Wednesday, 11 June 2008

The Essence of the Trinity is Nothing Else Than the Trinity Itself

… the essence (of the Trinity) is nothing else than the Trinity itself. (St Augustine)

It is common for the Western tradition to be accused of a kind of modalism because of discussions about the substance of God, and these discussions preceding discussion of the Trinity. It doesn't seem that way to me, although it is true that the idea that there is a being of God behind Father, Son and Spirit is very much alive and well in the western church. (A sort of fourth behind the three.) I suspect that this is how many people understand the Trinity, and reject or accept it on this basis. St Augustine is often cited as an example of this error. But not so. Augustine thinks that the substance of the Trinity is the Trinity itself. The divinity of Father, Son and Spirit is held in common and is not a sort of fourth person or 'stuff' behind the three. This is perhaps one reason why St Augustine is loathe to answer the question, 'What are these three?" He wishes us to avoid thinking of some kind of 'stuff' of which Father, Son and Spirit are three examples.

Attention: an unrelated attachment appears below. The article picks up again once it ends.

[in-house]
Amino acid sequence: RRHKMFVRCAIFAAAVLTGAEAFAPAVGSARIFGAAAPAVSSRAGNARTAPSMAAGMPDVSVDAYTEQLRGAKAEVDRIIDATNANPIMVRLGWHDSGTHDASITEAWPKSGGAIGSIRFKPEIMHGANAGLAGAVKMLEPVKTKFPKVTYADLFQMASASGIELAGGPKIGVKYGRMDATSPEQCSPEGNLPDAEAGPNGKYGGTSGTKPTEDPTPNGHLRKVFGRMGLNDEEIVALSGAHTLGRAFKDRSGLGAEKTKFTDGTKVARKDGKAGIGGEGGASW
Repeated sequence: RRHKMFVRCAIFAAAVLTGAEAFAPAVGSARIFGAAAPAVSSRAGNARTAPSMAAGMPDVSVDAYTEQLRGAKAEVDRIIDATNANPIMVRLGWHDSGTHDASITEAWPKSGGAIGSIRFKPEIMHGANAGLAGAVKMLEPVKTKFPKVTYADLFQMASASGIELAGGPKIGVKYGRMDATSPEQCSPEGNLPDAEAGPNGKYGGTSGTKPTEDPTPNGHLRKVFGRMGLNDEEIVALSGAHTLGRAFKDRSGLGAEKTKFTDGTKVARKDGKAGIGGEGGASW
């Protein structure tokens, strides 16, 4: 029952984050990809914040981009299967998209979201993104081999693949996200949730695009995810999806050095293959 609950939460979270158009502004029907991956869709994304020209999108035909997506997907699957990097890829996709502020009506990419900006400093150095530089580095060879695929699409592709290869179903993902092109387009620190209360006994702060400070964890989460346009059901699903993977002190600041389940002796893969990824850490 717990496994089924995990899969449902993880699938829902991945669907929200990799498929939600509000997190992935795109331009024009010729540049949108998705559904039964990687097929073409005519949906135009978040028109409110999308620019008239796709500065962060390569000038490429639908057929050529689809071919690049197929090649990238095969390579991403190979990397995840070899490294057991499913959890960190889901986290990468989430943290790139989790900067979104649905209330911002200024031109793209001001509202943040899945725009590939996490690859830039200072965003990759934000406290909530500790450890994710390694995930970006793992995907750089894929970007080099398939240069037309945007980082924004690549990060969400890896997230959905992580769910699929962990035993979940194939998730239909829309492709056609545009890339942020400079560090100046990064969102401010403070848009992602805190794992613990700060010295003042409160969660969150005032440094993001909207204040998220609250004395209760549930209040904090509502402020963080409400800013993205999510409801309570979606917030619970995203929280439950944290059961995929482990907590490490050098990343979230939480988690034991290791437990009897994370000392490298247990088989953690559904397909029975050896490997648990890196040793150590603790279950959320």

The Father, the Son and the Holy Spirit are the Trinity, but they are only one God; not that the divinity, which they have in common, is a sort of fourth person, but that the Godhead is ineffably and inseparably a Trinity. (St Augustine)
There is no divine substance apart from the relations of the three. The Father, the Son and the Spirit are the Trinity, and there is nothing missing from their co-equal divinity and nothing 'ontologically' behind them. Without the personal identities in the relations of the three there is no God, no divinity, nothing, literally. This means that, if we include some characteristic within the eternal relations of Father, Son and Spirit, we cannot avoid this characteristic's inclusion into the very being of God. If we do posit a characteristic of the eternal relationship between say, Father and Son, like subordination, and we wish to avoid subordinating the Father and Son in their being (that is, ontologically), then we must separate the being of God from the relations of the three. And that is heresy.

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